Authors: Atif Mian and Amir Sufi
Publisher: University of Chicago Press, 2014
The Great American Recession resulted in the loss of 8 million jobs between 2007 and 2009. More than 4 million homes were lost to foreclosures. Is it a coincidence that the United States witnessed a dramatic rise in household debt in the years before the recession — that the total amount of debt for American households doubled between 2000 and 2007 to $14 trillion? Definitely not.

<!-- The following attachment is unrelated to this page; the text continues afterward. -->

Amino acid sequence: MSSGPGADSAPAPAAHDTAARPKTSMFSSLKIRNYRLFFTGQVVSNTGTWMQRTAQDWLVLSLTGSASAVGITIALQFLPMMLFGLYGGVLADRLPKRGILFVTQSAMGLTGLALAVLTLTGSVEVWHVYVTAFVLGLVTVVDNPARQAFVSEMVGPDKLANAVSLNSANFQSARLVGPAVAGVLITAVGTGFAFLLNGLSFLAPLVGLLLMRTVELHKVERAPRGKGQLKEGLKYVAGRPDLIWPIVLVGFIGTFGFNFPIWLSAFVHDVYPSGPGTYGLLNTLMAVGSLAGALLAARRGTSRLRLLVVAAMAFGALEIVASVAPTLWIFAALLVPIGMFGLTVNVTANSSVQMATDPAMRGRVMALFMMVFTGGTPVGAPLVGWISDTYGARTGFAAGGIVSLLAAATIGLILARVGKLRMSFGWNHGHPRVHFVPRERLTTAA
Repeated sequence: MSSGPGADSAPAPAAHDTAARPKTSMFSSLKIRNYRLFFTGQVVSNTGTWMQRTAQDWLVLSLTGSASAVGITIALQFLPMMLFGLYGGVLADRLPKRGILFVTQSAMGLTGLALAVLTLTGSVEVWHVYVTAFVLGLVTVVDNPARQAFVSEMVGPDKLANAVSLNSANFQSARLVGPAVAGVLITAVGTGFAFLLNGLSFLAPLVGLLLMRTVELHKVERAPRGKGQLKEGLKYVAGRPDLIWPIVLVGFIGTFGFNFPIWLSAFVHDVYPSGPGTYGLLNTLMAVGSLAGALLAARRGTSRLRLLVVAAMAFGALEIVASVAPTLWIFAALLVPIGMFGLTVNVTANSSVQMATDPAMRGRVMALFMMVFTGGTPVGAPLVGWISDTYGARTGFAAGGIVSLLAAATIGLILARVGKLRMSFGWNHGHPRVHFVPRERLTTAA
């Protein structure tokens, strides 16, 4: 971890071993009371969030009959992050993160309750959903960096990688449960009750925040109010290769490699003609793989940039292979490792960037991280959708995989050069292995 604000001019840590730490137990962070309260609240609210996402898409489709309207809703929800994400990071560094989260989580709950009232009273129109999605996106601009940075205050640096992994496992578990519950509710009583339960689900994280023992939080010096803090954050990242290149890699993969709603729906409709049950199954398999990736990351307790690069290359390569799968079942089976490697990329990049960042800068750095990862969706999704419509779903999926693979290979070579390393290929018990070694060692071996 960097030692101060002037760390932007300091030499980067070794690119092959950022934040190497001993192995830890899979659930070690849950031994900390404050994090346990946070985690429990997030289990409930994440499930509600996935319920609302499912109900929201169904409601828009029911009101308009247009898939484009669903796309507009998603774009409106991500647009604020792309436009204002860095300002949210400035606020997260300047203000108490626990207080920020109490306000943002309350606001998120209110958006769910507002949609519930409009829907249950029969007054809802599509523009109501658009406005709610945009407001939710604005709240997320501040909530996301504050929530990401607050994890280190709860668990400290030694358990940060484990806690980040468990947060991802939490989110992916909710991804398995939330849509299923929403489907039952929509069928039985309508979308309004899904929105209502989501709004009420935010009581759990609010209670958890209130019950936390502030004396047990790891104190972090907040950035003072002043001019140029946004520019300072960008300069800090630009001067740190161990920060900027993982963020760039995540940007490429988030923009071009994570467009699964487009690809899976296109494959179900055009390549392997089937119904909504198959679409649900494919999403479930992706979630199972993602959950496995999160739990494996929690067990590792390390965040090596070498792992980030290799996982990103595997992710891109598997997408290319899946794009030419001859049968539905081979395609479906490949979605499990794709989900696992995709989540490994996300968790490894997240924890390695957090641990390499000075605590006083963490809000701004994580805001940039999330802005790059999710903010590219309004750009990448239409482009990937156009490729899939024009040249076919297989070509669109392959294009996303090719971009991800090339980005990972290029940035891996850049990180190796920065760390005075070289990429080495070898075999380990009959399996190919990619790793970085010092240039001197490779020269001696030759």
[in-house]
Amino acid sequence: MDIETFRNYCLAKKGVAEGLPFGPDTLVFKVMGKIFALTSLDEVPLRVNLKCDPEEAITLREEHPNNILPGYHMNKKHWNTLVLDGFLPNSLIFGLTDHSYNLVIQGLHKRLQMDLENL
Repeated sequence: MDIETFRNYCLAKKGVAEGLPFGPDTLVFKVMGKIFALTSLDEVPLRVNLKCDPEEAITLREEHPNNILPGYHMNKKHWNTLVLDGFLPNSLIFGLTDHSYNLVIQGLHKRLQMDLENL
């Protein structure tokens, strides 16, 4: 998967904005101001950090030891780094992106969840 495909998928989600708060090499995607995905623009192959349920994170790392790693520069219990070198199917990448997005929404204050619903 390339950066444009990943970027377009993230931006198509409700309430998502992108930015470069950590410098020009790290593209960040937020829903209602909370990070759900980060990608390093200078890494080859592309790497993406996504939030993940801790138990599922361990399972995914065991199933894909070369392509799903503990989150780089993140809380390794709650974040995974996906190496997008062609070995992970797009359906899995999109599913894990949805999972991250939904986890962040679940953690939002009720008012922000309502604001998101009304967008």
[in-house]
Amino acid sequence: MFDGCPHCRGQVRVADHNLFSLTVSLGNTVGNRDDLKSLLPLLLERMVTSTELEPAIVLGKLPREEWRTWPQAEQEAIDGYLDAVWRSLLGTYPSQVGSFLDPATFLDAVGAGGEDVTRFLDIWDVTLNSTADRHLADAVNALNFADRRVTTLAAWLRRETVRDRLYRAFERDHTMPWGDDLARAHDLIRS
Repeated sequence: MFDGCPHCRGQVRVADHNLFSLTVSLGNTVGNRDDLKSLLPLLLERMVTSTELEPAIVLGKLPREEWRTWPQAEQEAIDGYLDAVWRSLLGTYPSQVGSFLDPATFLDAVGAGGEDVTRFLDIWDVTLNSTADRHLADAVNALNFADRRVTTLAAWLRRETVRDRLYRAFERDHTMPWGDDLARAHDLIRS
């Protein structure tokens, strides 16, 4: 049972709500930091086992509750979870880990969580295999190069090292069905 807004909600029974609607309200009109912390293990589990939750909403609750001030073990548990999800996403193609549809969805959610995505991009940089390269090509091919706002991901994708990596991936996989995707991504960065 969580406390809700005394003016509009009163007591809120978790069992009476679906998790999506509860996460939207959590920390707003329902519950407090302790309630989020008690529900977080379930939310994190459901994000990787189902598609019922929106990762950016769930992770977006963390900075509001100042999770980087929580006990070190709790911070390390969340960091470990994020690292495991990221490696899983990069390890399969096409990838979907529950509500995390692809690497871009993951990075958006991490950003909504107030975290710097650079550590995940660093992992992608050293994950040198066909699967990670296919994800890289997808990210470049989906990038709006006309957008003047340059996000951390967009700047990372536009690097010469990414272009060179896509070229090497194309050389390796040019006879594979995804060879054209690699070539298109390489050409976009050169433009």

Armed with clear and powerful evidence, Atif Mian, the Theodore A. Wells ’29 Professor of Economics and Public Affairs, and Amir Sufi, the Chicago Board of Trade Professor of Finance at the University of Chicago, reveal how the Great Recession and Great Depression, as well as the current economic malaise in Europe, were caused by a large run-up in household debt followed by a significantly large drop in household spending. Mian and Sufi argue strongly with data that current policy is biased toward protecting banks and creditors.